First Person report by Anil Giri
It was a morning like no other. Life in Kathmandu was proceeding slowly with people enjoying the weekend when it happened. The earth shook!
People ran out from homes, shops screaming. With the quake measuring 7.9 on the Richter scale, over 1,000 buildings, including historical structures, collapsed.
There is no electricity here. When I tried to email my story about the situation here to my office in New Delhi, I could not. The internet was down.
I called up Nepal Police only to hear chilling news. Around 200 people in Kathmandu and over 500 people across the country are presumed dead.
The streets of Kathmandu were filled with people. Thousands of them.
The Tribhuvan International Airport has been shut down and all flights have been cancelled or diverted.
Highways have been damaged with cracks developing on the roads.
As many as 15 aftershocks were felt after the first earthquake.
More than 650 killed
More than 650 people have died in the disaster in Nepal. Major tremors were felt for nearly a minute across large swathes of Northern India including Delhi. 22 people have died in Bihar; 40 children have been injured after their school was damaged in Bengal’s Malda town. This earthquake of magnitude 7.9 was the worst to hit Nepal in 80 years.
Prime Minister Narendra Modi convened a high-level meeting in Delhi with ministers and top officials to assess the situation. After the meeting, the Prime Minister directed evacuation of tourists and immediate dispatch of relief and rescue teams to Nepal, as well as to affected areas in India. He has also appointed Union Minister Rajiv Pratap Rudy to handle the aftermath in the states bordering Nepal.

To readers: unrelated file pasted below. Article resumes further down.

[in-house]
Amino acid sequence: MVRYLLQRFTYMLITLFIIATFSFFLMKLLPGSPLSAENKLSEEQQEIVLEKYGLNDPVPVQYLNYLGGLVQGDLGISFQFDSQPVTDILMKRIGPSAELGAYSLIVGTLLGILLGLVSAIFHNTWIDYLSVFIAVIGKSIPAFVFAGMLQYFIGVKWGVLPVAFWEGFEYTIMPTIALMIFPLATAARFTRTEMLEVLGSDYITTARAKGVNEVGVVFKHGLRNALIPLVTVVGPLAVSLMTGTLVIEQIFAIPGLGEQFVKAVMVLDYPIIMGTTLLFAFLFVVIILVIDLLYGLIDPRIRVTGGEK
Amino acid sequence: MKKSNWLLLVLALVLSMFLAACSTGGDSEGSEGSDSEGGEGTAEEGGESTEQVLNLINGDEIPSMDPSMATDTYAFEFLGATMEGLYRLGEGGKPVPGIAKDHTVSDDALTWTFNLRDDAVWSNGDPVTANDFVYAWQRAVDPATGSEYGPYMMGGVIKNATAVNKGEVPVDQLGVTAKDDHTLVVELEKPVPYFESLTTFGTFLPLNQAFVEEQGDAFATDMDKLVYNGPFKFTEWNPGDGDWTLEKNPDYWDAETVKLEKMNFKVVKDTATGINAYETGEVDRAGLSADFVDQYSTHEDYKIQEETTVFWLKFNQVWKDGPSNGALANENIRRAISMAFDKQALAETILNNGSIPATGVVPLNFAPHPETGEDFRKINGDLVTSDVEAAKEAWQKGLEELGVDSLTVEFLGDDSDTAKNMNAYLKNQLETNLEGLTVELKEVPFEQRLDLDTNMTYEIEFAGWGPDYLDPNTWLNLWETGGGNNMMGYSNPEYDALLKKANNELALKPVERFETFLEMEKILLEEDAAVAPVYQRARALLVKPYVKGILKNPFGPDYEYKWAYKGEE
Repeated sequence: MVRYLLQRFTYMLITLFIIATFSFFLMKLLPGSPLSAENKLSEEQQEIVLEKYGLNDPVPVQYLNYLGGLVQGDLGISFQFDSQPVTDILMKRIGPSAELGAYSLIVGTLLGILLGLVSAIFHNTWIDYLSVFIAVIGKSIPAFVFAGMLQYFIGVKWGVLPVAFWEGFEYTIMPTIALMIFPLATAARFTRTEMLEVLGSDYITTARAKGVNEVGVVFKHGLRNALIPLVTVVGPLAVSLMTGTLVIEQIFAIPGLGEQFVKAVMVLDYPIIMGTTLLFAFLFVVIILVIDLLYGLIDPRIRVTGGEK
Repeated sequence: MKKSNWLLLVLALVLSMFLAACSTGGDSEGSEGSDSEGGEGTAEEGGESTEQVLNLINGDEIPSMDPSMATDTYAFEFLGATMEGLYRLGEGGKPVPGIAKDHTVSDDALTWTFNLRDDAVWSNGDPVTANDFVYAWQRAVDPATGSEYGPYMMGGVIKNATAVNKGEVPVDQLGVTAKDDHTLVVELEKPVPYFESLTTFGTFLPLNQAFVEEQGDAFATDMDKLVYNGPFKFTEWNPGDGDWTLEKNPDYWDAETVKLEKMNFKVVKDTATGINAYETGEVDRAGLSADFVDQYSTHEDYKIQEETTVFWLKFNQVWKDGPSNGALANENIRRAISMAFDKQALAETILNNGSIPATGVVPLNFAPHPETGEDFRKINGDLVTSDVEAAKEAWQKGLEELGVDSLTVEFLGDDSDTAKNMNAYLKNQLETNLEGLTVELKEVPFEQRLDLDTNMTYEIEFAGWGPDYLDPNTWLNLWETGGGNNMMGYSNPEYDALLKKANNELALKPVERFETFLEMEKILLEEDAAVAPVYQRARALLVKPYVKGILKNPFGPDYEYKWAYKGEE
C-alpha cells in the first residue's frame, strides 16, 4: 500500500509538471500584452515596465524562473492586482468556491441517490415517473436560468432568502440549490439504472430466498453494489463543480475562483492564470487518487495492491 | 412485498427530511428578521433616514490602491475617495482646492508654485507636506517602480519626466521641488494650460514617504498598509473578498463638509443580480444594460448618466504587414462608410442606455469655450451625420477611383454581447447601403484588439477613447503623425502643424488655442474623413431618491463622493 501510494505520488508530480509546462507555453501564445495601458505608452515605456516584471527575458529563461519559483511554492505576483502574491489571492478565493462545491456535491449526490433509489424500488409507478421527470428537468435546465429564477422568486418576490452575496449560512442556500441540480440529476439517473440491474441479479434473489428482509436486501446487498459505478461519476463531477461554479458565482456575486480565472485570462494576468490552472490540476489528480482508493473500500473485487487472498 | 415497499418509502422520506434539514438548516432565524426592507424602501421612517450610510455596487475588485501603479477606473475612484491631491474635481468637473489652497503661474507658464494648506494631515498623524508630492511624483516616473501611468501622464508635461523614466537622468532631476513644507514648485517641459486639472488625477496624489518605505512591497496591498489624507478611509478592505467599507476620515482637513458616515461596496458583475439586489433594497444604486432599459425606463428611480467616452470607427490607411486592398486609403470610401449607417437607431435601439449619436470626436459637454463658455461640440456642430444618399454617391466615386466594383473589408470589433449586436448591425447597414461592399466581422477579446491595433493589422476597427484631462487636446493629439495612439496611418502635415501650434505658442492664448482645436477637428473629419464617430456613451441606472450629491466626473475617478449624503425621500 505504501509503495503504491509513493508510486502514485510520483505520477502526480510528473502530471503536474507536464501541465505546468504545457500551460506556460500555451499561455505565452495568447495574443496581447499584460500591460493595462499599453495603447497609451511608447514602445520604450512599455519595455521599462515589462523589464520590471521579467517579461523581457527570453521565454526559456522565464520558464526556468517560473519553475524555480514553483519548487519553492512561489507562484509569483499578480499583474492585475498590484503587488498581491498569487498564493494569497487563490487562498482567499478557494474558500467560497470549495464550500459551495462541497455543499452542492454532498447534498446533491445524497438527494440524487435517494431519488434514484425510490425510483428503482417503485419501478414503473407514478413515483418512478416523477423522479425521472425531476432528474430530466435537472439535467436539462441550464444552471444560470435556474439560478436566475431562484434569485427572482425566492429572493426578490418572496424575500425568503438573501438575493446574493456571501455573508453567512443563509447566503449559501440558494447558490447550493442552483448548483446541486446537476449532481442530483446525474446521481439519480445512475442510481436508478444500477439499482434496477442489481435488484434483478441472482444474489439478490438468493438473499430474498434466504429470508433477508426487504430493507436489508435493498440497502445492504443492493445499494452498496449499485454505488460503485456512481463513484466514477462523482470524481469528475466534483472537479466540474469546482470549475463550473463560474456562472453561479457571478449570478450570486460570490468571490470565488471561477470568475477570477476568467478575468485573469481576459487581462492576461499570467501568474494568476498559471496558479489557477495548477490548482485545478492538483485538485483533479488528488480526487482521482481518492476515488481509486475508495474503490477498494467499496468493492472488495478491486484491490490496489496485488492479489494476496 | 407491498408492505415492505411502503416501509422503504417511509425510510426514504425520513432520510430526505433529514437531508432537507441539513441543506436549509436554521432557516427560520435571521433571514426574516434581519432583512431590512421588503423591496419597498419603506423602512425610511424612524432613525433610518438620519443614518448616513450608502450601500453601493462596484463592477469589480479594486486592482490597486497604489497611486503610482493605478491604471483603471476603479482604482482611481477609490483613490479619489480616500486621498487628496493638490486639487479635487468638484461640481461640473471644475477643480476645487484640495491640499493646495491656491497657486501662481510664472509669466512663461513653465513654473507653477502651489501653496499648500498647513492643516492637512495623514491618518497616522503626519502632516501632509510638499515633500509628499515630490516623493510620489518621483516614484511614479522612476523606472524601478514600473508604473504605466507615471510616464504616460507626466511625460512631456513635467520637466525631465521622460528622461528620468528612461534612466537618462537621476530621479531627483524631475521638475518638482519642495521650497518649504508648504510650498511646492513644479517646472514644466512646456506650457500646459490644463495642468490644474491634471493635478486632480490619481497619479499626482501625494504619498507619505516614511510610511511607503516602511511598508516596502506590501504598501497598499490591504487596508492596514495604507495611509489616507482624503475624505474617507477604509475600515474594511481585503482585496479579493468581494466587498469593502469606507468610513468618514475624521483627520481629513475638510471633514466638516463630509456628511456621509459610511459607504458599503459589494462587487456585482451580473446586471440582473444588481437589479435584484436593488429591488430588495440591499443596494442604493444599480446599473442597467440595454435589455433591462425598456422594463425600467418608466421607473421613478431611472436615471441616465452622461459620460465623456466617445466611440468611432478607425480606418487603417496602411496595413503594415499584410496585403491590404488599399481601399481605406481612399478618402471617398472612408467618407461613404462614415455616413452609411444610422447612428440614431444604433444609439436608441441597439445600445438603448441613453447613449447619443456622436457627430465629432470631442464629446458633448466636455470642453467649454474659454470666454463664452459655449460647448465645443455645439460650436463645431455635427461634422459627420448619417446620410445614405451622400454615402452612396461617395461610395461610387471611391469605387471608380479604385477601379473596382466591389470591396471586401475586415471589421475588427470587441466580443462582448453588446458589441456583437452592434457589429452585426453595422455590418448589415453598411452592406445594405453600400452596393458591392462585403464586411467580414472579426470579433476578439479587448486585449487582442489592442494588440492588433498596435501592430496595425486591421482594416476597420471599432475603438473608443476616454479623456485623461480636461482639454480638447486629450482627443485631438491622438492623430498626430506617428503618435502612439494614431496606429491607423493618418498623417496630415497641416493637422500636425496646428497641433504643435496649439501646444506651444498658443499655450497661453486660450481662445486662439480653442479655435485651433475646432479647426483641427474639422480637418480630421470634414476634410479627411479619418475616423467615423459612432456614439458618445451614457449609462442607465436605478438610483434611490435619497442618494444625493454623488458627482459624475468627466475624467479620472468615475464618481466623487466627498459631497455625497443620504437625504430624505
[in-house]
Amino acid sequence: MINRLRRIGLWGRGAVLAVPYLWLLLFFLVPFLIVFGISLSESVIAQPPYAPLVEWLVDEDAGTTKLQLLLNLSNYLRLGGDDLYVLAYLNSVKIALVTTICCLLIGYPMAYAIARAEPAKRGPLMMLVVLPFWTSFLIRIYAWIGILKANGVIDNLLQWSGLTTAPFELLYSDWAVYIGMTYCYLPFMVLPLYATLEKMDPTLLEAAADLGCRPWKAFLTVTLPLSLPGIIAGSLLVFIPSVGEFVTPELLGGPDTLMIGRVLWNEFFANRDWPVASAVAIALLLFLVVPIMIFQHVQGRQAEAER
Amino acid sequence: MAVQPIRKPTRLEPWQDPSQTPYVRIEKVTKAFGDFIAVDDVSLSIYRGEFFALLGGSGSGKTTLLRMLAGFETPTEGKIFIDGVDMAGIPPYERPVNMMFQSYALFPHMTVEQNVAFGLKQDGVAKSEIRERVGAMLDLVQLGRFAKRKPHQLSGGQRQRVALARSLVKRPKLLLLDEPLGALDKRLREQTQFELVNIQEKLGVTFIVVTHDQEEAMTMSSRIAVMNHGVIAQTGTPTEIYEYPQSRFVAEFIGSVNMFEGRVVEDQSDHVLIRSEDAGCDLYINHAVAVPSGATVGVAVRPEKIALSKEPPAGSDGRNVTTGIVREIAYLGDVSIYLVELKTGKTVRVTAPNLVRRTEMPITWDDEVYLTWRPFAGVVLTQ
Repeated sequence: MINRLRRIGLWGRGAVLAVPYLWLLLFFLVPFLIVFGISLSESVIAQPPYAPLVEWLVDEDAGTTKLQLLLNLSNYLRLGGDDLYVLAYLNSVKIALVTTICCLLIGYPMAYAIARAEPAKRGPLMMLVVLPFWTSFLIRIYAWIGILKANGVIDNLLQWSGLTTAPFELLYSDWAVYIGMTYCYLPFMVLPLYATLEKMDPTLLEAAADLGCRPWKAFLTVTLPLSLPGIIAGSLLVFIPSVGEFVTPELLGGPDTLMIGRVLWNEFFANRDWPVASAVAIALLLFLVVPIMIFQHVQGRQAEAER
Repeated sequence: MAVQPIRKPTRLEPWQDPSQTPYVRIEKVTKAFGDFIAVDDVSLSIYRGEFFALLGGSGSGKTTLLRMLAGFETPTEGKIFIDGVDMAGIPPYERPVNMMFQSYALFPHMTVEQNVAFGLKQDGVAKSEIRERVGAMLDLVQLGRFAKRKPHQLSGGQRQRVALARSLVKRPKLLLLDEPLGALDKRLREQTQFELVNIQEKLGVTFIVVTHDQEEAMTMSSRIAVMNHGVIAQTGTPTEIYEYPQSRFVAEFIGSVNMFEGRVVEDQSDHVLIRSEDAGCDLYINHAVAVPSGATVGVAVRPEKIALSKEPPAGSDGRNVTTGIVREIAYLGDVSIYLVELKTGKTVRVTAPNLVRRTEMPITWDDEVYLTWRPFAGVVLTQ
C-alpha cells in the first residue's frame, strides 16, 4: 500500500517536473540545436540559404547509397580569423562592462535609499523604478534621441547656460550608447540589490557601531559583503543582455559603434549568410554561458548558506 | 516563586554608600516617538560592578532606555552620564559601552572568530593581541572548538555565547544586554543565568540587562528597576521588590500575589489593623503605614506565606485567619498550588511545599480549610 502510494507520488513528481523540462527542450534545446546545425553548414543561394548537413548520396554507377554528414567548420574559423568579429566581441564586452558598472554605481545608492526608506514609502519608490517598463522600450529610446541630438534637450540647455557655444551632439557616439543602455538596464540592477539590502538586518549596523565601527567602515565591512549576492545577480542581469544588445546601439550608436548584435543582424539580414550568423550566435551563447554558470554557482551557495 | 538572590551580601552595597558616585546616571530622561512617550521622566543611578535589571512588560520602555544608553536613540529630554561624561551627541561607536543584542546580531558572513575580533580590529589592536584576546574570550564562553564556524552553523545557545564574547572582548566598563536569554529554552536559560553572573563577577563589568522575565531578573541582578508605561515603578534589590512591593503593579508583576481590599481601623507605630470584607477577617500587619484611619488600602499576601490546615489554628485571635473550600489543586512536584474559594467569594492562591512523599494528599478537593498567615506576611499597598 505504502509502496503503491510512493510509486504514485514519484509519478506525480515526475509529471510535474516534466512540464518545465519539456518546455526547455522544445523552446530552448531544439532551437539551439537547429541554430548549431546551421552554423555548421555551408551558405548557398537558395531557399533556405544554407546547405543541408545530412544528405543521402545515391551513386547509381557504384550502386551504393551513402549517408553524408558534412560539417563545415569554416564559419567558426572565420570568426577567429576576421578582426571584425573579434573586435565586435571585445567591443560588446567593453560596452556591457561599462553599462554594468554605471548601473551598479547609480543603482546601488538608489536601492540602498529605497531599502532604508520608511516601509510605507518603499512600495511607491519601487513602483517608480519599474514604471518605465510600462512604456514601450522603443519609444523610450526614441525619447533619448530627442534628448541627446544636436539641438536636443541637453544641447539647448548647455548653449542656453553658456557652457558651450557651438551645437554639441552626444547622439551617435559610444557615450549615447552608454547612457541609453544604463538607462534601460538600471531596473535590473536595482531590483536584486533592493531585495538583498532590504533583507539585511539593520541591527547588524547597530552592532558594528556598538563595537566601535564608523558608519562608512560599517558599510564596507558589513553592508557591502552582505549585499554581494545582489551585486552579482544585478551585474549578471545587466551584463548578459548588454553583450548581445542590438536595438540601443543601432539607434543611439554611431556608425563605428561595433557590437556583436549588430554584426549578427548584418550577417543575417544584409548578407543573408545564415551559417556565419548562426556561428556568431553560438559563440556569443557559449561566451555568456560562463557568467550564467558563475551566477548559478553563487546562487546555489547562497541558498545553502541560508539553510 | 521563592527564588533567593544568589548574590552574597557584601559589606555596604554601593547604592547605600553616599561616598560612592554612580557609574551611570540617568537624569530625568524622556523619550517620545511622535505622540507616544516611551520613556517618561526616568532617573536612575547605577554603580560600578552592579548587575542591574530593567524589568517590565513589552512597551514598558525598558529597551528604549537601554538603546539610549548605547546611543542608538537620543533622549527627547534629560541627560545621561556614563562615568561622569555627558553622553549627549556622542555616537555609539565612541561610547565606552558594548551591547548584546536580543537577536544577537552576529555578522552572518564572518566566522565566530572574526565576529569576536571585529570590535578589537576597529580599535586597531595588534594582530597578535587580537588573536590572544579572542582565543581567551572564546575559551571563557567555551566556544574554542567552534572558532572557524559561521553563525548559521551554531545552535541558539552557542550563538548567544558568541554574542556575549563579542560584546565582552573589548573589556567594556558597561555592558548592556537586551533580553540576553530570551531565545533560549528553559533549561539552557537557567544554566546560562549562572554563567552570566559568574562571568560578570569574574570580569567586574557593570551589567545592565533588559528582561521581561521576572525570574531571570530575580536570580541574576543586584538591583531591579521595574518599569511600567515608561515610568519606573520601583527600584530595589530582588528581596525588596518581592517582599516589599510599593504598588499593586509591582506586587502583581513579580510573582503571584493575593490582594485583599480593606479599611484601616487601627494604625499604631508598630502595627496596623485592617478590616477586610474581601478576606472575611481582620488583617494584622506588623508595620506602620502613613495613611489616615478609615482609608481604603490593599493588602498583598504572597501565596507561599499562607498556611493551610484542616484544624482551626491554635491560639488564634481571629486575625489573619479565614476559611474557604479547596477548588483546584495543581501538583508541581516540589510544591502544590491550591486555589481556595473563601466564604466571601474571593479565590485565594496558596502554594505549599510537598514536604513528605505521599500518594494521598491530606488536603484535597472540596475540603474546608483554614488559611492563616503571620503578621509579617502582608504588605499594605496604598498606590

Nepal’s capital of Kathmandu has been left devastated with roads split open, and homes and iconic landmarks collapsed into rubble. There was little information coming from the outlying areas of the mountainous country and helicopters were circling overheard to get a sense of the damage. A shallow quake like this morning’s is usually more dangerous because the amount of energy released is focused over a smaller area.
At the main hospital in Kathmandu, people with broken limbs and arms were being rushed in for treatment. It was unclear how many people were injured.
The historic Dharara tower built in the 19th century in Kathmandu collapsed, trapping at least 200 people, Nepal police said. The tower had been open to visitors for the last 10 years and had a viewing balcony on its eighth floor. Witnesses spoke of dead bodies being removed from the site.